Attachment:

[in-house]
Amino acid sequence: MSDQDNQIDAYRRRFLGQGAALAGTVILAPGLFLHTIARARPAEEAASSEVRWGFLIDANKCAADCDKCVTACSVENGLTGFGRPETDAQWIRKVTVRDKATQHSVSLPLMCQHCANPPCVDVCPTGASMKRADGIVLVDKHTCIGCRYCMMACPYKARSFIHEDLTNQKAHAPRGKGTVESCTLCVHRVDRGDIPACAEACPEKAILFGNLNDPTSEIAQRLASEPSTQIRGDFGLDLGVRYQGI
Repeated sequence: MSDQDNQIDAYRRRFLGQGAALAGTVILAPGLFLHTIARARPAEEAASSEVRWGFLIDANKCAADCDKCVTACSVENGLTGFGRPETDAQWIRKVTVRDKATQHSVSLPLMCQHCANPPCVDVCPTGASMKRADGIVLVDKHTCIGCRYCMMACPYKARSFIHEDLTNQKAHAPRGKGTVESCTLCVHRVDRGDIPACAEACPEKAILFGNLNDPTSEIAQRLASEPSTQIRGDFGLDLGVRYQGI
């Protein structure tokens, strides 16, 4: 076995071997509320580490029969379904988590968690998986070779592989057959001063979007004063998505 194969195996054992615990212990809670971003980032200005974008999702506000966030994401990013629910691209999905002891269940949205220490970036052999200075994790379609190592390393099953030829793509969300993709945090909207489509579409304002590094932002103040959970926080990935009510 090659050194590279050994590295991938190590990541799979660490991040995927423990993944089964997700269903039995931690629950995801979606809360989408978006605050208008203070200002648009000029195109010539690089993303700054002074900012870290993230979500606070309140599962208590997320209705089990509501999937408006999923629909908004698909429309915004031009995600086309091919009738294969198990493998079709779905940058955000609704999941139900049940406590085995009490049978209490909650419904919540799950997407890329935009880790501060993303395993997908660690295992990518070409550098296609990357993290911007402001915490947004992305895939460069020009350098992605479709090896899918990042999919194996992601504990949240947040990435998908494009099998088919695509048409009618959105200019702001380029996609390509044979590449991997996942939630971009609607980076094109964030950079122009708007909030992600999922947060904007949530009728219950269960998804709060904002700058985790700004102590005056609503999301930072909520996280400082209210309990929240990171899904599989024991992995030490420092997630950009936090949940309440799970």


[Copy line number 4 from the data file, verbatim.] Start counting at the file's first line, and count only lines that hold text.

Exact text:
């Protein structure tokens, strides 16, 4: 076995071997509320580490029969379904988590968690998986070779592989057959001063979007004063998505 194969195996054992615990212990809670971003980032200005974008999702506000966030994401990013629910691209999905002891269940949205220490970036052999200075994790379609190592390393099953030829793509969300993709945090909207489509579409304002590094932002103040959970926080990935009510 090659050194590279050994590295991938190590990541799979660490991040995927423990993944089964997700269903039995931690629950995801979606809360989408978006605050208008203070200002648009000029195109010539690089993303700054002074900012870290993230979500606070309140599962208590997320209705089990509501999937408006999923629909908004698909429309915004031009995600086309091919009738294969198990493998079709779905940058955000609704999941139900049940406590085995009490049978209490909650419904919540799950997407890329935009880790501060993303395993997908660690295992990518070409550098296609990357993290911007402001915490947004992305895939460069020009350098992605479709090896899918990042999919194996992601504990949240947040990435998908494009099998088919695509048409009618959105200019702001380029996609390509044979590449991997996942939630971009609607980076094109964030950079122009708007909030992600999922947060904007949530009728219950269960998804709060904002700058985790700004102590005056609503999301930072909520996280400082209210309990929240990171899904599989024991992995030490420092997630950009936090949940309440799970």